Transformative HR: Book Review

As many of you know, I love to read! While I have an appetite for all kinds of books, news & blogs, I just love great content on HR. And often, that’s the hardest to come by. One of my favourite authors on HR is John Boudreau. I became an instant fan when I read and reviewed his book Retooling HR. I felt that the frameworks, approaches and tools he talked about can not only help HR professionals to up their game, but can also help in talking coherently, logically and meaningfully with the business. The application of usual business analysis tools such as portfolio management, segmentation, conjoint analysis etc. to HR issues was extremely appealing.

So, when I got a copy of the book Transformative HR, I was thrilled. Transformative HR has been written by John Boudreau and Ravin Jesuthasan. Ravin is a senior colleague of mine and is the Global Practice Leader for Talent Management at Towers Watson. I hungrily read the book and I think it is one of the best I have read so far. The key takeaway is that HR professionals and leaders need to make informed human capital decisions to keep their organisations competitive. ‘Informed’ is a key word here and the book outlines an evidence-based approach to human capital decisions. They outline 5 basic principles of evidence-based change:

1) Logic-driven Analytics: How often do we HR professionals have an overload of information and metrics? Do we just have numbers or can we tell a powerful story? In a transformative HR future state, the authors share how we can use frameworks & mental models to go behind the metrics, understand the real picture and produce insights which are in high demand by other organisational stakeholders. After all, getting the numbers right is just the beginning. The real value-add comes from using a multi-dimensional approach by synthesizing business strategies, business metrics and talent metrics to produce real insights that help in achieving those business objectives.

2) Segmentation: Conceptually, most of us agree that one size doesn’t fit all and we need to segment our workforce. But, how? John and Ravin propose 3 fundamental questions:

  • What are our vital talent segments?
  • Which employment elements induce the desired responses at optimum cost (supply-side talent segmentation)?
  • What do we need employees to do (demand-side talent segmentation)?

I think this is a powerful way to think through key talent investment decisions, as it helps to understand how to customize the employment deal to create the highest payoff in terms of business outcomes, at the optimum costs.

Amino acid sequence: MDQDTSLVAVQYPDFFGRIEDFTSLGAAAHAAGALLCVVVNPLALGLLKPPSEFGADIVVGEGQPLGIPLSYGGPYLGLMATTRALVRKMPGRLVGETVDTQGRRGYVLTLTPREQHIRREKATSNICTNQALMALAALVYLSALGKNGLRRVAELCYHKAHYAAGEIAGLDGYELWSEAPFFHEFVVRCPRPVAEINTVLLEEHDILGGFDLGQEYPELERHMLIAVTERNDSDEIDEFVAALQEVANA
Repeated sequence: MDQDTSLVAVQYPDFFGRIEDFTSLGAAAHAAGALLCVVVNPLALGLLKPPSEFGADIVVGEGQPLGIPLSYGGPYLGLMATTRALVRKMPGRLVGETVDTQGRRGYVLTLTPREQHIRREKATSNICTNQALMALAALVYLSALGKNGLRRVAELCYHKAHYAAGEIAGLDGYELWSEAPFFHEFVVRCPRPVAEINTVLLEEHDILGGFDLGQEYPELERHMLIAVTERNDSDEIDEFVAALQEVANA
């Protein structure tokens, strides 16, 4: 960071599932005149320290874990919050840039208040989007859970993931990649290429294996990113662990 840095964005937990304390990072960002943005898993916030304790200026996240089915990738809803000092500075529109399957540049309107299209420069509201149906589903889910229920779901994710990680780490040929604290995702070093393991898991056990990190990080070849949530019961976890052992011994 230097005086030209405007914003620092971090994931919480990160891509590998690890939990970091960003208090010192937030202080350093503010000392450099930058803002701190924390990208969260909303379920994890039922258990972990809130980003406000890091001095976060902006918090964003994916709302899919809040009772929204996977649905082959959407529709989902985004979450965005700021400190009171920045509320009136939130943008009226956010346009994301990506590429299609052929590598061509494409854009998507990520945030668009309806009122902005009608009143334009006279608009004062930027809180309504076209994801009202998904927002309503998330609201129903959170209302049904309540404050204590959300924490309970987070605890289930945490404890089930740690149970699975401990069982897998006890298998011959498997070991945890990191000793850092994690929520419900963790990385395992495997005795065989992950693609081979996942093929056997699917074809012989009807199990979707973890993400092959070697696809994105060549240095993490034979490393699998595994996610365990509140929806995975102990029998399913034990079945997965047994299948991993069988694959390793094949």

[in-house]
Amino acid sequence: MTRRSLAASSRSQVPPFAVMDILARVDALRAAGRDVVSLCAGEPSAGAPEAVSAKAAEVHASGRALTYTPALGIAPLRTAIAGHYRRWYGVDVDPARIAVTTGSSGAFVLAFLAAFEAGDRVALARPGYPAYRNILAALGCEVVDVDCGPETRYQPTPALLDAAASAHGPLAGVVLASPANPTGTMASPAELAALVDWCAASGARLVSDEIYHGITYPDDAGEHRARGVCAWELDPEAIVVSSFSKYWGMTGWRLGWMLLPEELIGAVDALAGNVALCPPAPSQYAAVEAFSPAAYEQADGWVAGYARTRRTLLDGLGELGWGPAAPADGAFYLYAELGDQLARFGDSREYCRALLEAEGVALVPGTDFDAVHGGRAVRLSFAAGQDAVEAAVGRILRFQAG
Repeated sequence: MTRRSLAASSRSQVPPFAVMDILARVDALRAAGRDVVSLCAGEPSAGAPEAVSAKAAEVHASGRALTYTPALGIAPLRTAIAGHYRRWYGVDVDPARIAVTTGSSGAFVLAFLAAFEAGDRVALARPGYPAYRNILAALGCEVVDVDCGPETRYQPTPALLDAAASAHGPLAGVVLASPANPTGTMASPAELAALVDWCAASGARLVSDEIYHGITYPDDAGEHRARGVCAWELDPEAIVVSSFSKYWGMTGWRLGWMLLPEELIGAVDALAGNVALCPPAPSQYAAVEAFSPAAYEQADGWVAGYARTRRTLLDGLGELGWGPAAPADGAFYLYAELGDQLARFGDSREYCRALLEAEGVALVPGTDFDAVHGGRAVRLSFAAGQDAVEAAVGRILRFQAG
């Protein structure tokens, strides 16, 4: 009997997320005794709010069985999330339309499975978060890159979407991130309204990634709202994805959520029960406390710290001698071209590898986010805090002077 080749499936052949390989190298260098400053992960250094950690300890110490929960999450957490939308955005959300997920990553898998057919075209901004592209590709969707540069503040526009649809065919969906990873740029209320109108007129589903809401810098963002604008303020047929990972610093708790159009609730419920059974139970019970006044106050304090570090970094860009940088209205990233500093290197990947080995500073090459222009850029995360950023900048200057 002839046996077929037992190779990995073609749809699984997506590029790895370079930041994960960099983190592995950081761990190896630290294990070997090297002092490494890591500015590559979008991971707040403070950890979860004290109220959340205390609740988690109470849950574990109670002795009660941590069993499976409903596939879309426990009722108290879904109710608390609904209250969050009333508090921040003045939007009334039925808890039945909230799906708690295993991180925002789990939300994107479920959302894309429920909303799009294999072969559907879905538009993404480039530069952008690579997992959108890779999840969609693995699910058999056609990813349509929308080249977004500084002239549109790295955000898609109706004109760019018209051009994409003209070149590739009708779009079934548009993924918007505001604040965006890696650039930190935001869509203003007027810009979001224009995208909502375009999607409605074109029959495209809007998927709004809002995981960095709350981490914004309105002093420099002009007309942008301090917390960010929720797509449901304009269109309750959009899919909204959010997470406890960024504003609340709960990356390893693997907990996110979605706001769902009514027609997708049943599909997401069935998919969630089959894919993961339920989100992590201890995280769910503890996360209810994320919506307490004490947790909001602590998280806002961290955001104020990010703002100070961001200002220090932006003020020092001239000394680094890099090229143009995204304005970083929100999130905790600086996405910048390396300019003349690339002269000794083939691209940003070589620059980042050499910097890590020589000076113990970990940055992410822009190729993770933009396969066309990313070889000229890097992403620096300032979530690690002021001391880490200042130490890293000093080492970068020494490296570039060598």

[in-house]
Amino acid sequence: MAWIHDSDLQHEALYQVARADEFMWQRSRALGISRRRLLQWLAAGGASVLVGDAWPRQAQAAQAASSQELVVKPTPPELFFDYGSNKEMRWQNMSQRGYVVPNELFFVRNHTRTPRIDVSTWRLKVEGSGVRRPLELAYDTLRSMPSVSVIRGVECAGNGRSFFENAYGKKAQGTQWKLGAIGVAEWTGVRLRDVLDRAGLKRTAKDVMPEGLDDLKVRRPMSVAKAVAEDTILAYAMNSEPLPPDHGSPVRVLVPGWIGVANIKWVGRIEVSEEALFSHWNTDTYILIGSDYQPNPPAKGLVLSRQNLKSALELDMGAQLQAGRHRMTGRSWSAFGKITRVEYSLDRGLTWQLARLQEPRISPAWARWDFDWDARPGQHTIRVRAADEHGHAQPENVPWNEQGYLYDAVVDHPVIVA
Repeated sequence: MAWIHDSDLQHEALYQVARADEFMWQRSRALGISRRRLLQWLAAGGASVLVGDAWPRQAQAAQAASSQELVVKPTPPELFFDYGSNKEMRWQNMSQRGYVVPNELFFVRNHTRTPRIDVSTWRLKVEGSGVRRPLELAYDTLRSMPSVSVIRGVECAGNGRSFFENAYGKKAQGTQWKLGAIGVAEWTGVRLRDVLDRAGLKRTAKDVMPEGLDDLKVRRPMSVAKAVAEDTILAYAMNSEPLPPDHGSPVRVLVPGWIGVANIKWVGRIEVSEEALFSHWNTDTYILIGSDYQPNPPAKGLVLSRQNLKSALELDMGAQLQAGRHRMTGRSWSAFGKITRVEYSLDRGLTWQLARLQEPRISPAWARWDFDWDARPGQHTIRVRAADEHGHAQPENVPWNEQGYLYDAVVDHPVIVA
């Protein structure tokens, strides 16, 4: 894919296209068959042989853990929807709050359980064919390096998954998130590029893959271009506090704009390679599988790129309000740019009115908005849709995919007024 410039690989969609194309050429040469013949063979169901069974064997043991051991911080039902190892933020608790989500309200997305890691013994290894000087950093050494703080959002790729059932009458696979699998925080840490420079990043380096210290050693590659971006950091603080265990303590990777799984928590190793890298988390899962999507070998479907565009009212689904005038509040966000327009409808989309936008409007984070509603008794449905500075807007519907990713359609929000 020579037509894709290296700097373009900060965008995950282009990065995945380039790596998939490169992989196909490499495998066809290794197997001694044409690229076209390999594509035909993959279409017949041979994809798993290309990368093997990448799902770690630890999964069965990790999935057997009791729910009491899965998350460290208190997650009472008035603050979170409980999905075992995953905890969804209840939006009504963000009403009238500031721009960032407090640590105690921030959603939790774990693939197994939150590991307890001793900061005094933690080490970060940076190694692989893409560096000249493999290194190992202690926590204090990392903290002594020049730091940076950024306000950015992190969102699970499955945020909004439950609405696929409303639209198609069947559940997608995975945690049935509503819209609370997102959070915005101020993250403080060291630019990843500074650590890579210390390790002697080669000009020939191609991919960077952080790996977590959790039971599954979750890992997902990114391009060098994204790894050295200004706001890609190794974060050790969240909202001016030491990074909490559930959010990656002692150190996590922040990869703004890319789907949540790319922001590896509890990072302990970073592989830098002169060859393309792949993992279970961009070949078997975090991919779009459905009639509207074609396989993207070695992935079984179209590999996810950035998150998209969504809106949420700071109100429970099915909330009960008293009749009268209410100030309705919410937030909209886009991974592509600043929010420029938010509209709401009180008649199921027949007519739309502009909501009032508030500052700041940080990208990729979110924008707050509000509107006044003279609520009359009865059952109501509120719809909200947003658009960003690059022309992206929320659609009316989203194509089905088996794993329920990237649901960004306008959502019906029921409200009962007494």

3) Risk Leverage: I feel that Human Capital Risks are often under-reported and worst, not well-understood. Now, all organisations face HR-related risks, but instead of just mitigating risks, the focus should be on optimizing risks. The book presents a number of systematic approaches to optimize risks and develop sustainable advantages. Again, the approaches are rooted in management tools that business leaders are used to – tolerance analysis, portfolio theory, stochastic simulations, probability matrices etc. In two words: cutting-edge and powerful!

4) Integration & Synergy: Often, HR processes operate in silos which prevents us from getting the “1+1=3” effect. This principle talks about how to integrate various HR sub-functions as well as integrating HR with other organisational units. The live example about the Talent Management Game at Shanda (one of China’s largest online gaming company) is just fascinating!

5) Optimization: The principle of optimization follows from segmentation. It is all about identifying where & how the payoff of certain HR investments will lead to exponential returns. It is all about identifying the mix of investments that will have the most desired business outcomes. So, instead of spreading HR investments across the board equally, the focus should be on understanding & positioning ‘fairness’ to mean strategically differentiated treatment.

The book is full of great examples and brilliant case-studies from leading global organisations such as IBM, Coca-Cola, Royal Bank of Scotland, Deutsche Telekom, Ameriprise, Royal Bank of Canada, Khazanah Nasional Berhad etc. Overall, it’s a compelling read. It is for anyone who wants to bring rigorous thinking, informed decision-making and sustainable impactful change in their organisation. Did I say that you just can’t miss this book!

What do you think?

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